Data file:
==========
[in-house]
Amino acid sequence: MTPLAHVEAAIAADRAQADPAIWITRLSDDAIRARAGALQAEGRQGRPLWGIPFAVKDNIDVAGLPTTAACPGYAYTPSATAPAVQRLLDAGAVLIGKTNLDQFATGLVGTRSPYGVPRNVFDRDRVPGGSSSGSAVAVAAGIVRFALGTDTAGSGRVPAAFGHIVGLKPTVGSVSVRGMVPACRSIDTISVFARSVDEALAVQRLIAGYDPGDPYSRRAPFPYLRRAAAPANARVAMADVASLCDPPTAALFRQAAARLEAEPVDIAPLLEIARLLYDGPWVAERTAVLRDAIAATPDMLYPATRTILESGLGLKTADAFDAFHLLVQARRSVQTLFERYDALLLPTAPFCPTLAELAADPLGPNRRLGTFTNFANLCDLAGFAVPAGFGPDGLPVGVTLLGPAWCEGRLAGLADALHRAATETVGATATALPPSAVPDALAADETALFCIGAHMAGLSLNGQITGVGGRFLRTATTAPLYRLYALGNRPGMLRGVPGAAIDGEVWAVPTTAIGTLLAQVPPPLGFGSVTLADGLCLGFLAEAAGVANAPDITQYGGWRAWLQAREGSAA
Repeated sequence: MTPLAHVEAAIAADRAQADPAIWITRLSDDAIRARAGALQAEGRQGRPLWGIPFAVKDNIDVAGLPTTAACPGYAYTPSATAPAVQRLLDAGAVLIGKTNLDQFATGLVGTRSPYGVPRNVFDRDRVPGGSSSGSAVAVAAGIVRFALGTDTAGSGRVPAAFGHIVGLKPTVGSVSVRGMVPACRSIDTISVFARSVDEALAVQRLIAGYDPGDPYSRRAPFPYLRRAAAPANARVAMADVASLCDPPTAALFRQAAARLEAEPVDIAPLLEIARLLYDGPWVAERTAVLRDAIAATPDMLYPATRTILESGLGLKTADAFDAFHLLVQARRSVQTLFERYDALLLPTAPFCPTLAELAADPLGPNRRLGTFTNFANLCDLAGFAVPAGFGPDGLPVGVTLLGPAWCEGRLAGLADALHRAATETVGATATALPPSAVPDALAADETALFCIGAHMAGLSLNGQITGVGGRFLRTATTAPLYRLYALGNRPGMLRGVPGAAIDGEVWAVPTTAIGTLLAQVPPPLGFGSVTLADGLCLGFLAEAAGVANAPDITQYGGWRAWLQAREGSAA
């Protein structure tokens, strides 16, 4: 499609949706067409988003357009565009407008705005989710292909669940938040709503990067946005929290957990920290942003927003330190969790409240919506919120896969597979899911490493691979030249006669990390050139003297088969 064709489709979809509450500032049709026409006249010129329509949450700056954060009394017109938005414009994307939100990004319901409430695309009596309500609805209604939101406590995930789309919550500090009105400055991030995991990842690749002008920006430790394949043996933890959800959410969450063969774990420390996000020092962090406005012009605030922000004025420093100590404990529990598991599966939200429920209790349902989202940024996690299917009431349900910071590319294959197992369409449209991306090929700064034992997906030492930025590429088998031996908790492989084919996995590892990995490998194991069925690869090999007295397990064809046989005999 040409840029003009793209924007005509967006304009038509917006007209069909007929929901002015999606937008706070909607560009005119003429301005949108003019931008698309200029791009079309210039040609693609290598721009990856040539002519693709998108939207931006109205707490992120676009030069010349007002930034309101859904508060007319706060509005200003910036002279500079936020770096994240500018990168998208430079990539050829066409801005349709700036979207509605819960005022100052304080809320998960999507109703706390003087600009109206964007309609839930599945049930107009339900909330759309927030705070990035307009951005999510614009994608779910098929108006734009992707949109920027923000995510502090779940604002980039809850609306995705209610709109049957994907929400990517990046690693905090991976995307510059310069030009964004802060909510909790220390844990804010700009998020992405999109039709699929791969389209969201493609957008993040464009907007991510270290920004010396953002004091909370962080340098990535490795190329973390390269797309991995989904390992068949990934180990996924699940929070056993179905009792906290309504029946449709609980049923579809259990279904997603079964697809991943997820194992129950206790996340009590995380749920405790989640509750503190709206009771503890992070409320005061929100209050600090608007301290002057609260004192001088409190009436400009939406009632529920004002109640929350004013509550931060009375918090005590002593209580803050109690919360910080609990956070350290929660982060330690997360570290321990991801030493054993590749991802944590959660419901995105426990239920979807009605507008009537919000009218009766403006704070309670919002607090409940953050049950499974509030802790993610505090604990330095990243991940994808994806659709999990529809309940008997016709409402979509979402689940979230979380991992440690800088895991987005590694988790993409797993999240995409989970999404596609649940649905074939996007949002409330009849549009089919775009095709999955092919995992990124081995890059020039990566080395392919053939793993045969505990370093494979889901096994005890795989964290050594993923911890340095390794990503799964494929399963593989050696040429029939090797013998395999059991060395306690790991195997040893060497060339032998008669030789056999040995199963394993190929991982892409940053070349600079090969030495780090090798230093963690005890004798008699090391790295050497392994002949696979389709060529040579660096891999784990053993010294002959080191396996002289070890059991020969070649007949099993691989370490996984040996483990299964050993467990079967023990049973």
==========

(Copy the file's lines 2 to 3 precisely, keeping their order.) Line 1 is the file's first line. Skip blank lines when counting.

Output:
Amino acid sequence: MTPLAHVEAAIAADRAQADPAIWITRLSDDAIRARAGALQAEGRQGRPLWGIPFAVKDNIDVAGLPTTAACPGYAYTPSATAPAVQRLLDAGAVLIGKTNLDQFATGLVGTRSPYGVPRNVFDRDRVPGGSSSGSAVAVAAGIVRFALGTDTAGSGRVPAAFGHIVGLKPTVGSVSVRGMVPACRSIDTISVFARSVDEALAVQRLIAGYDPGDPYSRRAPFPYLRRAAAPANARVAMADVASLCDPPTAALFRQAAARLEAEPVDIAPLLEIARLLYDGPWVAERTAVLRDAIAATPDMLYPATRTILESGLGLKTADAFDAFHLLVQARRSVQTLFERYDALLLPTAPFCPTLAELAADPLGPNRRLGTFTNFANLCDLAGFAVPAGFGPDGLPVGVTLLGPAWCEGRLAGLADALHRAATETVGATATALPPSAVPDALAADETALFCIGAHMAGLSLNGQITGVGGRFLRTATTAPLYRLYALGNRPGMLRGVPGAAIDGEVWAVPTTAIGTLLAQVPPPLGFGSVTLADGLCLGFLAEAAGVANAPDITQYGGWRAWLQAREGSAA
Repeated sequence: MTPLAHVEAAIAADRAQADPAIWITRLSDDAIRARAGALQAEGRQGRPLWGIPFAVKDNIDVAGLPTTAACPGYAYTPSATAPAVQRLLDAGAVLIGKTNLDQFATGLVGTRSPYGVPRNVFDRDRVPGGSSSGSAVAVAAGIVRFALGTDTAGSGRVPAAFGHIVGLKPTVGSVSVRGMVPACRSIDTISVFARSVDEALAVQRLIAGYDPGDPYSRRAPFPYLRRAAAPANARVAMADVASLCDPPTAALFRQAAARLEAEPVDIAPLLEIARLLYDGPWVAERTAVLRDAIAATPDMLYPATRTILESGLGLKTADAFDAFHLLVQARRSVQTLFERYDALLLPTAPFCPTLAELAADPLGPNRRLGTFTNFANLCDLAGFAVPAGFGPDGLPVGVTLLGPAWCEGRLAGLADALHRAATETVGATATALPPSAVPDALAADETALFCIGAHMAGLSLNGQITGVGGRFLRTATTAPLYRLYALGNRPGMLRGVPGAAIDGEVWAVPTTAIGTLLAQVPPPLGFGSVTLADGLCLGFLAEAAGVANAPDITQYGGWRAWLQAREGSAA